STEP THREE: NUTRITION
Much like losing weight, gaining strength is fueled by your nutrition. Can you get stronger while eating like crap? Sure, to a point. You won’t maximize your strength potential until you’re eating properly, though.
Just like strength programs, commercial nutrition programs abound. However, my recommendation for nutrition for getting strong is the same as my recommendation for losing weight: eat real, whole, non-processed foods. Veggies, meats, some fruits and nuts, good fats, dairy if you tolerate it. Stay away from grains and sugars; you want food that provides nutrients. Again, find what works for you. If you’re trying to add some more muscle or weight, eat more. Possibly a lot more.
That’s how to get strong in a nutshell. This basic guide will get you well on your way to having Awesome strength. Take that first step. Figure the rest out later.
I hear the same questions and comments over and over from people who want to get strong but may not know where to start, so let’s tackle the most common ones right now.
“I’m a girl (or guy) who doesn’t want to get big and bulky like some bodybuilder. Shouldn’t I just stick with some light weights and jogging?”
No. Move heavy stuff around. Getting big and bulky is hard for the vast majority of people. People who get 70’s huge are usually trying very hard to do so, training long hours and eating at a very large caloric surplus. And if you’re female, the odds are you’re not genetically capable of getting “bulky” just from lifting weights alone. Seriously, lift some weights. You’ll look better. Besides, it’s not like you’re going to pick up a barbell and instantly look like Arnold. Adding muscle takes time–if you notice you’re putting on more than you would like, adjust your workouts accordingly.
“I want to get strong, but I don’t want to shell out all that money on a gym membership. Besides, gyms are intimidating and full of meatheads.”
So don’t. You don’t need to go to a gym to get strong. You can work out anywhere. Look into bodyweight or at-home programs that use little to no equipment. You’ll get plenty strong that way. As far as gyms being intimidating and full of meatheads, don’t worry about it. For the most part, the “meathead mentality” is fading in most gyms I’ve been in; there seems to be more of a shift in the last couple of years towards just being healthier in general. If you go to a gym, remember that you’re there for you, not for other people. Get your work done, get out.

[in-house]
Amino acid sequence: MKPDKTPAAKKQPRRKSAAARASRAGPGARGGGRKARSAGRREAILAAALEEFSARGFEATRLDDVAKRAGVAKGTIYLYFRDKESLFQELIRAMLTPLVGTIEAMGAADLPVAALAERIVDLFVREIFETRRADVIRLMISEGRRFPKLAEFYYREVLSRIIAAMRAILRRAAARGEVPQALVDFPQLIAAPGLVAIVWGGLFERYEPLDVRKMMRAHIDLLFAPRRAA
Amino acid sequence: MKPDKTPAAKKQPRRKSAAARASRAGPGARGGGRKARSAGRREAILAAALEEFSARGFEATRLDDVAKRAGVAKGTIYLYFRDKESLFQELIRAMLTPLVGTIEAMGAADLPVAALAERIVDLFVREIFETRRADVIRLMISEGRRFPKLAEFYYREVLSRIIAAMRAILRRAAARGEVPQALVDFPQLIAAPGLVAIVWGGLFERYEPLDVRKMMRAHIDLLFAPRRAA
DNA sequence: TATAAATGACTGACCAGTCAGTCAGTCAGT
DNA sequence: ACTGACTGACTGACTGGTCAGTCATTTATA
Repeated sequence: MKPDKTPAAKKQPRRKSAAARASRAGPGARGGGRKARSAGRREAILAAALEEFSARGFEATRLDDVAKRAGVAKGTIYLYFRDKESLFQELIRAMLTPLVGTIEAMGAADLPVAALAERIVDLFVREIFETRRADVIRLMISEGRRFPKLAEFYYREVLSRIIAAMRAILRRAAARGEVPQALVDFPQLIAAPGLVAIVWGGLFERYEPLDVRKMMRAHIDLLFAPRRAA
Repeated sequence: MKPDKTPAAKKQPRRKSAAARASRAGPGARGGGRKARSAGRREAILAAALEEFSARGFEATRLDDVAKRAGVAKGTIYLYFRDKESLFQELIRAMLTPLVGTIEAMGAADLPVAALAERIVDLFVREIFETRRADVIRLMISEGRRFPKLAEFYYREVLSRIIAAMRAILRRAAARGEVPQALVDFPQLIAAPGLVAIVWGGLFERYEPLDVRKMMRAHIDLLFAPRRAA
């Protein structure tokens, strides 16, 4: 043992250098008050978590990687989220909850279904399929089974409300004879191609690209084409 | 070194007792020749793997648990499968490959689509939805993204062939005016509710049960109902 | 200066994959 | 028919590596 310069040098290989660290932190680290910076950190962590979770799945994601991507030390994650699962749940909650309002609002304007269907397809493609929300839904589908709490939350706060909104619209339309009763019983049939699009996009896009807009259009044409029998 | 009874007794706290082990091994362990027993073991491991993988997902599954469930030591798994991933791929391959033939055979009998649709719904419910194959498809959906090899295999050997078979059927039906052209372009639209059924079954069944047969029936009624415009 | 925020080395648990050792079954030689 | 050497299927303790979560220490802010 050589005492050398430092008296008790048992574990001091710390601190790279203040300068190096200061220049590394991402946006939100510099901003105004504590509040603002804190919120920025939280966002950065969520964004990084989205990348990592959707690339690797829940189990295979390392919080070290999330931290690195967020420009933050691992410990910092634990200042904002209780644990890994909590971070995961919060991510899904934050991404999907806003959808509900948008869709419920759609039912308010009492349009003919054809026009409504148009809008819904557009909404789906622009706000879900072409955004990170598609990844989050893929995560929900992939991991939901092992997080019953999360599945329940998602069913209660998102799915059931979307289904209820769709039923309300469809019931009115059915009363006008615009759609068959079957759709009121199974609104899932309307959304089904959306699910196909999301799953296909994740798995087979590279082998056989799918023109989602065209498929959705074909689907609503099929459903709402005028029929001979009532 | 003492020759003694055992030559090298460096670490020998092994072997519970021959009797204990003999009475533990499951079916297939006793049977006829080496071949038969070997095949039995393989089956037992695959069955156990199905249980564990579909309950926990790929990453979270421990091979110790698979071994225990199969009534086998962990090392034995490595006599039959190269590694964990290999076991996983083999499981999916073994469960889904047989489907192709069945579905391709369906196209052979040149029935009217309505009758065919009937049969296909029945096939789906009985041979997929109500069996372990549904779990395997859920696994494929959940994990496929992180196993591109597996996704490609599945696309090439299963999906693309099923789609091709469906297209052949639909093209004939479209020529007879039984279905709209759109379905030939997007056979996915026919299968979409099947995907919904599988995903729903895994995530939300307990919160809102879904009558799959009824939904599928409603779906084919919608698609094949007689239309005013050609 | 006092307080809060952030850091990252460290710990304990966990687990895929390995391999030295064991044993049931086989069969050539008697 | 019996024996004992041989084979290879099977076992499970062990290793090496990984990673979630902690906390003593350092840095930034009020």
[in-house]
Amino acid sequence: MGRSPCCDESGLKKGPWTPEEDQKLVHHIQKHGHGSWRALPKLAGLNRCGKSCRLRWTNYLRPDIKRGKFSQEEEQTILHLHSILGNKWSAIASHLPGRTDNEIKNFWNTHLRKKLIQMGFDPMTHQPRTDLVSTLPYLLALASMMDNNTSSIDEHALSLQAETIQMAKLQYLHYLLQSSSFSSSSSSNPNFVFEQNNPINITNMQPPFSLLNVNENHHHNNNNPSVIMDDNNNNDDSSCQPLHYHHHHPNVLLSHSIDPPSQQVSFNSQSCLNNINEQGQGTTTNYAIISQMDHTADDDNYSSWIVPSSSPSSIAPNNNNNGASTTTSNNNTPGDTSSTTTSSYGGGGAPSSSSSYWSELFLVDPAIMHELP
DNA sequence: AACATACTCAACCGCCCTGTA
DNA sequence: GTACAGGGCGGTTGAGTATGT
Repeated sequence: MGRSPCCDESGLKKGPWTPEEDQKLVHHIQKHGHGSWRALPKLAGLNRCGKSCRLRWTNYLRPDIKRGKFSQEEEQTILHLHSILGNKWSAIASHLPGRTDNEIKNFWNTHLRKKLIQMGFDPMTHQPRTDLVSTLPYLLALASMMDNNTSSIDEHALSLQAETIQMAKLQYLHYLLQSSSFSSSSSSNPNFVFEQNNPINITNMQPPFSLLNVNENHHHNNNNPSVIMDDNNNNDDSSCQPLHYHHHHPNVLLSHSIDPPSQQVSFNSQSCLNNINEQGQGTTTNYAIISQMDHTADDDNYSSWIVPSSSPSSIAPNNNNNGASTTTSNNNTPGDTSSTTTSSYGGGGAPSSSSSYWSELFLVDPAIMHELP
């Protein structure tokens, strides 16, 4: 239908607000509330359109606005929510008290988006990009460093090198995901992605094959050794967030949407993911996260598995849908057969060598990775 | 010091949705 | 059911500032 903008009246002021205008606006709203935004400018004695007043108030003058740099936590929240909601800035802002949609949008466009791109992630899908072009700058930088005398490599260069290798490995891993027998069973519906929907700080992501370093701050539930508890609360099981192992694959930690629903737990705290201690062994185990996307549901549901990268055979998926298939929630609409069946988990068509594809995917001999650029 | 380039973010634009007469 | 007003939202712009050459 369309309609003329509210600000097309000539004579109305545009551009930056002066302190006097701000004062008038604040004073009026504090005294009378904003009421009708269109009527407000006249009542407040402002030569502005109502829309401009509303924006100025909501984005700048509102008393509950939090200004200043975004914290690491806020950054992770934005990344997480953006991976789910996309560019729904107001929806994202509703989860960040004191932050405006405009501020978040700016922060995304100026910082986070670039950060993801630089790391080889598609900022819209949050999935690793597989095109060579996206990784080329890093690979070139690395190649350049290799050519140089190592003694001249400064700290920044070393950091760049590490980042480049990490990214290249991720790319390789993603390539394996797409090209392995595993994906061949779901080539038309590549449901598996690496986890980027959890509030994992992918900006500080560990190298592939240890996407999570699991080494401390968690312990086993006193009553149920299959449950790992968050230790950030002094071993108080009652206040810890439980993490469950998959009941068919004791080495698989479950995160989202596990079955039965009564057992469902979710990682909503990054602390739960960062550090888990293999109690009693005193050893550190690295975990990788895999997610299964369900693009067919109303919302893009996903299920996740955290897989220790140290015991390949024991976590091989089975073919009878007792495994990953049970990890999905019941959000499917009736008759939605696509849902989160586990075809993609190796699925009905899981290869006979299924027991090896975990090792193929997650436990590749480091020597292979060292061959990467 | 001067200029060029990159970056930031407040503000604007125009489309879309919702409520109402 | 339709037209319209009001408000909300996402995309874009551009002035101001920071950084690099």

“What supplements should I be taking? There are so many.”
To start out with, probably none. If you have your nutrition down, you probably don’t need any supplements. I take a multivitamin a few days a week, and very occasionally have some whey protein (like one scoop every few weeks, only when it’s much more convenient than eating something right then), but unless you’re looking for extraordinary performance gains (think competitive bodybuilding) you’ll be fine with just eating. Also, drink enough water. You’ll get strong.
“Getting strong is too much work. I’m too busy. I just don’t have the time.”
Don’t take this the wrong way, but that’s bullcrap. If you make getting strong a priority, you’ll find the time. And “the time” is much less than you might think. Can you spend hours and hours every week working out? Sure, if you’d like. I used to do targeted, focused exercise for more than 15 hours per week. I’m stronger now than I’ve ever been, though, and I spend 3-4 hours in the gym per week. I just make sure that when I go I’m (1) efficient, and (2) intense. You can get strong with even less time than I spend; there are tons of workouts that take 10-15 minutes and are very effective. Don’t say you don’t have time. That’s just an excuse, and Awesome people don’t make excuses.
“I seriously have no idea what I’m doing, or how to start. And I’m just not athletic enough to get strong.”
Just start. Research a strength program. Find a personal trainer. Have a friend who knows things help you. I don’t care if you’re a grandmother who’s never exercised in your life, you can get strong. You’ll learn as you go. Take the first steps and make adjustments from there as you learn more. I thought I knew everything there was to know about working out when I was 20, and now, way too many years later, I’m still learning all the time.
Now get out there and get strong!